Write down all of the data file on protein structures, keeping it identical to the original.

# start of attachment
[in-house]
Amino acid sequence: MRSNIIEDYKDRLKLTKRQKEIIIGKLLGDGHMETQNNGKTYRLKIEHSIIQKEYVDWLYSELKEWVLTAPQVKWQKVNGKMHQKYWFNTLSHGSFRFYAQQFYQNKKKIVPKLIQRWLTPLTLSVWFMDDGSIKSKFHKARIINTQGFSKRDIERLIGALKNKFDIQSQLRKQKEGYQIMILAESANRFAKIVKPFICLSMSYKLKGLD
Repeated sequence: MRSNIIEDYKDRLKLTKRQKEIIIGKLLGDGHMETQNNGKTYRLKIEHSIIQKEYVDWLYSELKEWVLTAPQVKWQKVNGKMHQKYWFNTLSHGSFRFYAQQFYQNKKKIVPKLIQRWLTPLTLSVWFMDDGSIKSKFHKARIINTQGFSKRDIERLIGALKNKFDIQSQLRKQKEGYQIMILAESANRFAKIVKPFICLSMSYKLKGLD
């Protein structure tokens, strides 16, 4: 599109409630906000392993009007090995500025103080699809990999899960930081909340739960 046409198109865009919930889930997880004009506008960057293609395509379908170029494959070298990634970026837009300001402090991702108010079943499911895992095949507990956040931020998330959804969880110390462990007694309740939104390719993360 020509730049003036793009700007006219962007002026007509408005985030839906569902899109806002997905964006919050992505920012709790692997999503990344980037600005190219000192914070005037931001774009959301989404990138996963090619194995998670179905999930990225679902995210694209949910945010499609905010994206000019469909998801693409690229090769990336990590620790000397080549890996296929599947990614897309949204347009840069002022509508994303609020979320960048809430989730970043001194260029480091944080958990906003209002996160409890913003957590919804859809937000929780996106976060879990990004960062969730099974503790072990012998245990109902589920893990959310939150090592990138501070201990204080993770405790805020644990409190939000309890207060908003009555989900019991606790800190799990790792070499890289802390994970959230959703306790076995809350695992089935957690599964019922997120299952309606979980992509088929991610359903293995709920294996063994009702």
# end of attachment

[in-house]
Amino acid sequence: MRSNIIEDYKDRLKLTKRQKEIIIGKLLGDGHMETQNNGKTYRLKIEHSIIQKEYVDWLYSELKEWVLTAPQVKWQKVNGKMHQKYWFNTLSHGSFRFYAQQFYQNKKKIVPKLIQRWLTPLTLSVWFMDDGSIKSKFHKARIINTQGFSKRDIERLIGALKNKFDIQSQLRKQKEGYQIMILAESANRFAKIVKPFICLSMSYKLKGLD
Repeated sequence: MRSNIIEDYKDRLKLTKRQKEIIIGKLLGDGHMETQNNGKTYRLKIEHSIIQKEYVDWLYSELKEWVLTAPQVKWQKVNGKMHQKYWFNTLSHGSFRFYAQQFYQNKKKIVPKLIQRWLTPLTLSVWFMDDGSIKSKFHKARIINTQGFSKRDIERLIGALKNKFDIQSQLRKQKEGYQIMILAESANRFAKIVKPFICLSMSYKLKGLD
């Protein structure tokens, strides 16, 4: 599109409630906000392993009007090995500025103080699809990999899960930081909340739960 046409198109865009919930889930997880004009506008960057293609395509379908170029494959070298990634970026837009300001402090991702108010079943499911895992095949507990956040931020998330959804969880110390462990007694309740939104390719993360 020509730049003036793009700007006219962007002026007509408005985030839906569902899109806002997905964006919050992505920012709790692997999503990344980037600005190219000192914070005037931001774009959301989404990138996963090619194995998670179905999930990225679902995210694209949910945010499609905010994206000019469909998801693409690229090769990336990590620790000397080549890996296929599947990614897309949204347009840069002022509508994303609020979320960048809430989730970043001194260029480091944080958990906003209002996160409890913003957590919804859809937000929780996106976060879990990004960062969730099974503790072990012998245990109902589920893990959310939150090592990138501070201990204080993770405790805020644990409190939000309890207060908003009555989900019991606790800190799990790792070499890289802390994970959230959703306790076995809350695992089935957690599964019922997120299952309606979980992509088929991610359903293995709920294996063994009702």